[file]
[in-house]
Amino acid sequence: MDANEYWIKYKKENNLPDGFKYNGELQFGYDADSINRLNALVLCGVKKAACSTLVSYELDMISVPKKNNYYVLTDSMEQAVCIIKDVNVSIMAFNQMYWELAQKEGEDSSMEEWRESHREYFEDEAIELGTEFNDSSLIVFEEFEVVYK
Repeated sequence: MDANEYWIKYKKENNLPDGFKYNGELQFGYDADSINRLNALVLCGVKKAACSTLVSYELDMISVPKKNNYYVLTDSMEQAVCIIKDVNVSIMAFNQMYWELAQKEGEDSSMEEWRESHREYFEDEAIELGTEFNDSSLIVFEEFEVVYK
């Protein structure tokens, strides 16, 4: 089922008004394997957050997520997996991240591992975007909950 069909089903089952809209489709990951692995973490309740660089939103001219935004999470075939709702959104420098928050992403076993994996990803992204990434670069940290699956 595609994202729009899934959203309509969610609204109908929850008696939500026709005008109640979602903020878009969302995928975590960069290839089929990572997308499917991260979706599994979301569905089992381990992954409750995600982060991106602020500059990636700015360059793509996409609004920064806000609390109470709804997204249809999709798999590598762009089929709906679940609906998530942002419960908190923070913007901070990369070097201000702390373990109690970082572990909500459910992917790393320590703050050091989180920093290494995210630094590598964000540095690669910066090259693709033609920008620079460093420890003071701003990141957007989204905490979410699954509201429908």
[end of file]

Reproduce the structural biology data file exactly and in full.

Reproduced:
[in-house]
Amino acid sequence: MDANEYWIKYKKENNLPDGFKYNGELQFGYDADSINRLNALVLCGVKKAACSTLVSYELDMISVPKKNNYYVLTDSMEQAVCIIKDVNVSIMAFNQMYWELAQKEGEDSSMEEWRESHREYFEDEAIELGTEFNDSSLIVFEEFEVVYK
Repeated sequence: MDANEYWIKYKKENNLPDGFKYNGELQFGYDADSINRLNALVLCGVKKAACSTLVSYELDMISVPKKNNYYVLTDSMEQAVCIIKDVNVSIMAFNQMYWELAQKEGEDSSMEEWRESHREYFEDEAIELGTEFNDSSLIVFEEFEVVYK
């Protein structure tokens, strides 16, 4: 089922008004394997957050997520997996991240591992975007909950 069909089903089952809209489709990951692995973490309740660089939103001219935004999470075939709702959104420098928050992403076993994996990803992204990434670069940290699956 595609994202729009899934959203309509969610609204109908929850008696939500026709005008109640979602903020878009969302995928975590960069290839089929990572997308499917991260979706599994979301569905089992381990992954409750995600982060991106602020500059990636700015360059793509996409609004920064806000609390109470709804997204249809999709798999590598762009089929709906679940609906998530942002419960908190923070913007901070990369070097201000702390373990109690970082572990909500459910992917790393320590703050050091989180920093290494995210630094590598964000540095690669910066090259693709033609920008620079460093420890003071701003990141957007989204905490979410699954509201429908």